This is an introductory review on how genes interact to produce biological functions. Transcriptional interactions involve the binding of proteins to regulatory DNA. Specific binding sites can be identified by genomic analysis, and these undergo a stochastic evolution process governed by selection, mutations, and genetic drift. We focus on the links between the biophysical function and the evolution of regulatory elements. In particular, we infer fitness landscapes of binding sites from genomic data, leading to a quantitative evolutionary picture of regulation. PMID:17903288

  10. Regulation of cry Gene Expression in Bacillus thuringiensis

    PubMed Central

    Deng, Chao; Peng, Qi; Song, Fuping; Lereclus, Didier

    2014-01-01

    Bacillus thuringiensis differs from the closely related Bacillus cereus group species by its ability to produce crystalline inclusions. The production of these crystals mainly results from the expression of the cry genes, from the stability of their transcripts and from the synthesis, accumulation and crystallization of large amounts of insecticidal Cry proteins. This process normally coincides with sporulation and is regulated by various factors operating at the transcriptional, post-transcriptional, metabolic and post-translational levels. PMID:25055802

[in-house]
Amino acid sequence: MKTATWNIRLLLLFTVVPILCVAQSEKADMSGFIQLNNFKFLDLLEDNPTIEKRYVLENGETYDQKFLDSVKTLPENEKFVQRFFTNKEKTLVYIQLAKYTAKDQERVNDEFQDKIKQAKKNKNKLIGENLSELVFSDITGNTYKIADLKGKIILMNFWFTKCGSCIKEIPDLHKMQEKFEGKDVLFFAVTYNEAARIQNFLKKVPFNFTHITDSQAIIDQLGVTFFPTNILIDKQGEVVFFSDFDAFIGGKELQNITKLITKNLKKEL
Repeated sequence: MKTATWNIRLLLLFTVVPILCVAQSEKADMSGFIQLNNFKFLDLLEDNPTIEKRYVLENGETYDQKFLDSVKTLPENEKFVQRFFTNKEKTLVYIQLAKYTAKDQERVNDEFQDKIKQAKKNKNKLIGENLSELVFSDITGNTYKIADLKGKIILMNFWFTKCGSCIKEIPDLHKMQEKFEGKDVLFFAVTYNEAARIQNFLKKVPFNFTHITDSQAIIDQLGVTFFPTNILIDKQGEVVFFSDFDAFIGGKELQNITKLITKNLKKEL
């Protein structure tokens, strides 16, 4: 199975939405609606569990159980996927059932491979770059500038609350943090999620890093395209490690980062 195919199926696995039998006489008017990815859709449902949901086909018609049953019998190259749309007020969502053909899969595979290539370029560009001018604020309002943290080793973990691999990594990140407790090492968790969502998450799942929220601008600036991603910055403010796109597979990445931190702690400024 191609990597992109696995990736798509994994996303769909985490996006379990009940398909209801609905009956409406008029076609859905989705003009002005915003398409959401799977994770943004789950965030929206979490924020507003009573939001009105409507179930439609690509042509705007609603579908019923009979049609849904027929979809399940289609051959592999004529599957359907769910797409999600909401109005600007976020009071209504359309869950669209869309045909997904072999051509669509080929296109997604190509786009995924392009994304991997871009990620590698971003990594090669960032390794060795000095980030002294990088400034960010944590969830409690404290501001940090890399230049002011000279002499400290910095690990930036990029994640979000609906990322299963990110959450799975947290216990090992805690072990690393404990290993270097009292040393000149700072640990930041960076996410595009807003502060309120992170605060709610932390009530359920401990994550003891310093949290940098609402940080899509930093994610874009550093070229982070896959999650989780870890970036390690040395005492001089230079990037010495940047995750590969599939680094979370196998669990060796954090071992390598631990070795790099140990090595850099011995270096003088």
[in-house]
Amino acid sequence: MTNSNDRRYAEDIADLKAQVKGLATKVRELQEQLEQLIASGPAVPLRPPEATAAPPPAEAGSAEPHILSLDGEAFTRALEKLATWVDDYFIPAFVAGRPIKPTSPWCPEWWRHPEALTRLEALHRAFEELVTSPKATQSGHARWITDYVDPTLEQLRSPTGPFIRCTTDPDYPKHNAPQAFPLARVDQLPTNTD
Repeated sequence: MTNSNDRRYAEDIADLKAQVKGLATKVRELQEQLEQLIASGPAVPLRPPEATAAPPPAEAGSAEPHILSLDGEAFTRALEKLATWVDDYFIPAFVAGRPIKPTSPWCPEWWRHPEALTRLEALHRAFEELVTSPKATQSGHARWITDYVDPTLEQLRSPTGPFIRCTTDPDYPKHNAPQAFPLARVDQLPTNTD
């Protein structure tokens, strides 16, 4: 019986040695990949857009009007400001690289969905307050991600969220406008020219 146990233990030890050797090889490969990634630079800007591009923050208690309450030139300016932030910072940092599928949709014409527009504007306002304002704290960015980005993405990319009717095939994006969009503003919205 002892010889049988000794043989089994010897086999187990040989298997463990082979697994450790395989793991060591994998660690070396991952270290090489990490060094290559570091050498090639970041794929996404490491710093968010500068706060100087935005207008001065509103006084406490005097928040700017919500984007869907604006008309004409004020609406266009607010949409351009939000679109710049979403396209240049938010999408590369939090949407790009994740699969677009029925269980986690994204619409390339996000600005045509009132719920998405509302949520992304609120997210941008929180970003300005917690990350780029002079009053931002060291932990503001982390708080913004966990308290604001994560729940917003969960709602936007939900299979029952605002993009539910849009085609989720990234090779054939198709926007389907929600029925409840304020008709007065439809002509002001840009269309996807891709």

11. REGULATION OF MULTIPLE RENIN-ANGIOTENSIN SYSTEM GENES BY SRY

    PubMed Central

    Milsted, Amy; Underwood, Adam C.; Dunmire, Jeff; DelPuerto, Helen L.; Martins, Almir S.; Ely, Daniel L.; Turner, Monte E.

    2010-01-01